Reenactment of “Battle of Halsted Viaduct” Fun & Outlandish!

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Photographs by Elizabeth Mason.

It was a late July 1877 morning in the burgeoning city of Chicago in the Fascist State of Illinois when blue-collar workers from Bridgeport and Pilsen left their streetcars, ships, trains, and factories to clash with police, federal troops, and state militia at the Halsted Street Viaduct. The event, never formally memorialized at the site until now, was part of “The Great Upheaval of 1877,” which began in Baltimore as a railroad strike against wage cuts, then spread across the nation.

Thirty workers died at the Viaduct, 100 were wounded, and at least thirteen cops were injured. The New York Times reported rocks flying from workers’ hands, police shooting guns and swinging clubs, and “no less than 10,000 men present … they were bent on violence and hesitated at nothing.

On the lovely afternoon of Sunday May 2nd I got dressed up in my finest, joined my good friends, the Masons, and ventured down to 16th street and Halsted to take part in a fully interactive, dramatic (and somewhat comic) re-creation of the “Battle of the Halsted Viaduct”.

The marching band!

Upon arrival I was greeted by the sounds of the Environmental Encroachment marching band – a band that, might I add, is not to be missed.  This led us to a large gathering of people dressed in a plethora of styles – from period costume to contemporary and then many in the middle.  As our trusted leader, Paul Durica (or is it Ben Reitman?) got on the mega-phone and told us the story of how wealthy train barons began screwing the working class out of their money – eventually leading to full on riots – a wick attached to a fire-cracker rigged map of the US slowly burned down – until it eventually reached the map and small charges on each of the cities affected by the riots blew out.

Paul Durica- our fearless leader/director/guide/person-guy.

It was a fun and interesting way to start the event – which quickly escalated into an all out (and laughter filled – I’m quite sure that was NOT in line with the original experience) riot.  People in faux paper mustaches and big, blue bobby style cop hats rushed into the crowd firing squirt guns and waving cardboard batons while the audience – now cast as the rioters themselves – flung foam “bricks” at the cops.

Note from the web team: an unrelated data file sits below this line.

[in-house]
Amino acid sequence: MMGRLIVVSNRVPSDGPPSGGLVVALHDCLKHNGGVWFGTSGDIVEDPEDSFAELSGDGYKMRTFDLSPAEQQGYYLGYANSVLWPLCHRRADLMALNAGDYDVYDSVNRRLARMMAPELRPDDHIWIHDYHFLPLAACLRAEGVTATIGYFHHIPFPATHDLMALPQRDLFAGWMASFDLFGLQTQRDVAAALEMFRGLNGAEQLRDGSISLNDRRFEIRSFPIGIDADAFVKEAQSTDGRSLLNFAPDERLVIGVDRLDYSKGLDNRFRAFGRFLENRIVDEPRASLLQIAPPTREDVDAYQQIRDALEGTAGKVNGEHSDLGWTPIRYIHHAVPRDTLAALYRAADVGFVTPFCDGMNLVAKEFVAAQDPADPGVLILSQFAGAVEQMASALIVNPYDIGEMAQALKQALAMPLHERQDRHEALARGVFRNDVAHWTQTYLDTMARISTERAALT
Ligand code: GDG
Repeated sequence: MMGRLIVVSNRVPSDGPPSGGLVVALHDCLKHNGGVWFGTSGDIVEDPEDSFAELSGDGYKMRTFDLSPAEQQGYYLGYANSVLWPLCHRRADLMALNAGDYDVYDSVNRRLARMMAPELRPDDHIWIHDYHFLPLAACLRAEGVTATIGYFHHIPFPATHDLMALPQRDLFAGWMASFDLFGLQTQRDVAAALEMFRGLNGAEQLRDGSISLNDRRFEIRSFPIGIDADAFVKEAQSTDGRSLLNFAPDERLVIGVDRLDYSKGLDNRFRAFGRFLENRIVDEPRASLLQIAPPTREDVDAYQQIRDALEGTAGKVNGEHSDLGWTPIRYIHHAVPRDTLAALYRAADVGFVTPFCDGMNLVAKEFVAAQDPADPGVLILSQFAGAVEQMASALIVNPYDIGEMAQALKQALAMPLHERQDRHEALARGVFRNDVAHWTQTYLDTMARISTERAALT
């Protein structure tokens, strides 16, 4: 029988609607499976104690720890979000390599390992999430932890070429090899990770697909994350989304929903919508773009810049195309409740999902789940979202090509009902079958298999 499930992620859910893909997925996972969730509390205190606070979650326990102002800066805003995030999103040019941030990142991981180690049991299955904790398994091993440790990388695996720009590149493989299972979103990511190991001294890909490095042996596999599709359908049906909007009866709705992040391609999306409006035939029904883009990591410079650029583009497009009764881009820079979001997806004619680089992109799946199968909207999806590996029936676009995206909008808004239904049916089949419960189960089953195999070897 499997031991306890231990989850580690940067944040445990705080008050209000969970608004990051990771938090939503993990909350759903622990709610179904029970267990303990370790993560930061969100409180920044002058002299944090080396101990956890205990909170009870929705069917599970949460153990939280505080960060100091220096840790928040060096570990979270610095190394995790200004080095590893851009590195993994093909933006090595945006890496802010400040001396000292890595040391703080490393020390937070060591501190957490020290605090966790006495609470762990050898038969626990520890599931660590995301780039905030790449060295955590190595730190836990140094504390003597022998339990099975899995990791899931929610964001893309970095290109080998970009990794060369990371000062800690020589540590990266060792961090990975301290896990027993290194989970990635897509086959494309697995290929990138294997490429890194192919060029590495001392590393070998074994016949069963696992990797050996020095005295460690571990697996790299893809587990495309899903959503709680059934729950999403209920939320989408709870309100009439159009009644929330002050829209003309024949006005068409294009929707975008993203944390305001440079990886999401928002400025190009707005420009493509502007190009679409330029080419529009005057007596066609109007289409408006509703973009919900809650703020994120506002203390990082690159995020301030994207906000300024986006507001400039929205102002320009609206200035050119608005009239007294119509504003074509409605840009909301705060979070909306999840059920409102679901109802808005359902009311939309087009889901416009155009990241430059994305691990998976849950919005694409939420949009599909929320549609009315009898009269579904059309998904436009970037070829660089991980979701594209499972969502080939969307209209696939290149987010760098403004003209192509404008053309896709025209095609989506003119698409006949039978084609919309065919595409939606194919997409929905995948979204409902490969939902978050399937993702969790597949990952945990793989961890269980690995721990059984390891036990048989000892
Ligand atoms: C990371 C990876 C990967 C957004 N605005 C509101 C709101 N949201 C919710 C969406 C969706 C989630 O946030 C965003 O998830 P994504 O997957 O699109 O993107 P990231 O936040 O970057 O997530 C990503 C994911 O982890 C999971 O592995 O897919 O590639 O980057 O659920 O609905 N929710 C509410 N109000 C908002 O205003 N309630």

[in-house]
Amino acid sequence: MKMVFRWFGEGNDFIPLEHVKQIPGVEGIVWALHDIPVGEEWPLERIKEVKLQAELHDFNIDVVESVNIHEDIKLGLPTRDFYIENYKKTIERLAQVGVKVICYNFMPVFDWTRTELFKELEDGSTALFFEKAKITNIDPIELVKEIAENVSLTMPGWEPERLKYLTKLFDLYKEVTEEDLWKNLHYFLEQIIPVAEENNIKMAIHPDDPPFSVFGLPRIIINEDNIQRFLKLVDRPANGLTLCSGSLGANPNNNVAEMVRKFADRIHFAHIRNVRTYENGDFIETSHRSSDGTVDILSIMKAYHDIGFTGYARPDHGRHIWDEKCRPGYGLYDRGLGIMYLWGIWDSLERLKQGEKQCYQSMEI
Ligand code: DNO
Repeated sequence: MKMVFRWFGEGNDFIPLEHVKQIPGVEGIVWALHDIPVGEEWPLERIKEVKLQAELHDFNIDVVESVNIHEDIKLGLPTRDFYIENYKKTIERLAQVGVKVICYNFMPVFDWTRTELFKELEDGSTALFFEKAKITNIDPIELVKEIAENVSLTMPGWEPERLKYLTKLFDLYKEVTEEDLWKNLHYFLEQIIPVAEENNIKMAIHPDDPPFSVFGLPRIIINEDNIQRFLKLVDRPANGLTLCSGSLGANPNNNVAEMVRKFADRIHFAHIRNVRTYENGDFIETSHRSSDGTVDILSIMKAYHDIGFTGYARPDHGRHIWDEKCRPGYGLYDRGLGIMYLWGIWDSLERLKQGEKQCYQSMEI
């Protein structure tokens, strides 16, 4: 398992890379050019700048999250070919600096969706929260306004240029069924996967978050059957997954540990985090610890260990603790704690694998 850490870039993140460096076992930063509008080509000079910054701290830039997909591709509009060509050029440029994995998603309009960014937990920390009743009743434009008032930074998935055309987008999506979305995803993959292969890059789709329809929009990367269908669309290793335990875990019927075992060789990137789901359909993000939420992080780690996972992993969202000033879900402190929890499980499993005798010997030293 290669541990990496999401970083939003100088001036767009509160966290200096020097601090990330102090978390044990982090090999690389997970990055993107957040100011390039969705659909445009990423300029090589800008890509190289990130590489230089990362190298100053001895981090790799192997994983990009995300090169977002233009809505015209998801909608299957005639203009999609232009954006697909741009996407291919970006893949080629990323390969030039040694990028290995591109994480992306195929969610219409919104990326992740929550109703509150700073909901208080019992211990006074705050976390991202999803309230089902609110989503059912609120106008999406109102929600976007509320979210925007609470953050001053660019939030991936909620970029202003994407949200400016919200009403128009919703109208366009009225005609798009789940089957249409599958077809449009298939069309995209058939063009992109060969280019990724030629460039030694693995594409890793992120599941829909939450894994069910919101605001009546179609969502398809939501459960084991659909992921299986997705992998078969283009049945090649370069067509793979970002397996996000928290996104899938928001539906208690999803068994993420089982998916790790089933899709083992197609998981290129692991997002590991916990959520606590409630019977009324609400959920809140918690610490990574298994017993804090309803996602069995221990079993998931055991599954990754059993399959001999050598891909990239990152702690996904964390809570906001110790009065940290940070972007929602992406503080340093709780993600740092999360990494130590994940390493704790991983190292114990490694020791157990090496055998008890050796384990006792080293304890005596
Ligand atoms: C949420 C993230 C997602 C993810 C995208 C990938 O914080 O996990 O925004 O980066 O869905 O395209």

The exceedingly unruly mob - not seen - foam bricks.

A local butcher in a big felt, purple stove-pipe hat confronts the police (dramatization).

Some people were cast to fall down (dead) and others were cast to be blacklisted and essentially hauled off.  From there the police “ran away” and we followed all the way to Maxwell street where the original police station was, there another riot and stand off occurred.  Upon this chapter of the riot ending and our host came out and discussed the aftermath, thanked the core players and invited us to the BBQ that was to ensue.

Dead person (not really dead).

The phenomenal after-BBQ was at The Whale, a local private event space, and everyone involved was there to talk, drink and sing merry sea shanty songs.  It was a wonderful event, the kind of thing I would like to see more of.  Educational, fully interactive, a great way to meet new people and a great way to experience something.  I would have to say it executed (at least to myself) flawlessly.  Needless to say, I do hope they will be organizing more of these – and I hope to be at them.

Voted April 2010 "most steampunk backyard BBQ in Chicago" (by me).

Argh! The vile Pinkerston!

Until next time!
-The Lord Baron

Joseph Fortesque Mason sends his regards as well.

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1 Comment.

  • 1 KL Kenzie May 4, 2010 at 10:54 am

    So sorry I missed the event.

    During the AGT auditions, we had a flash mob, many of those individuals I am recognizing in these photos.

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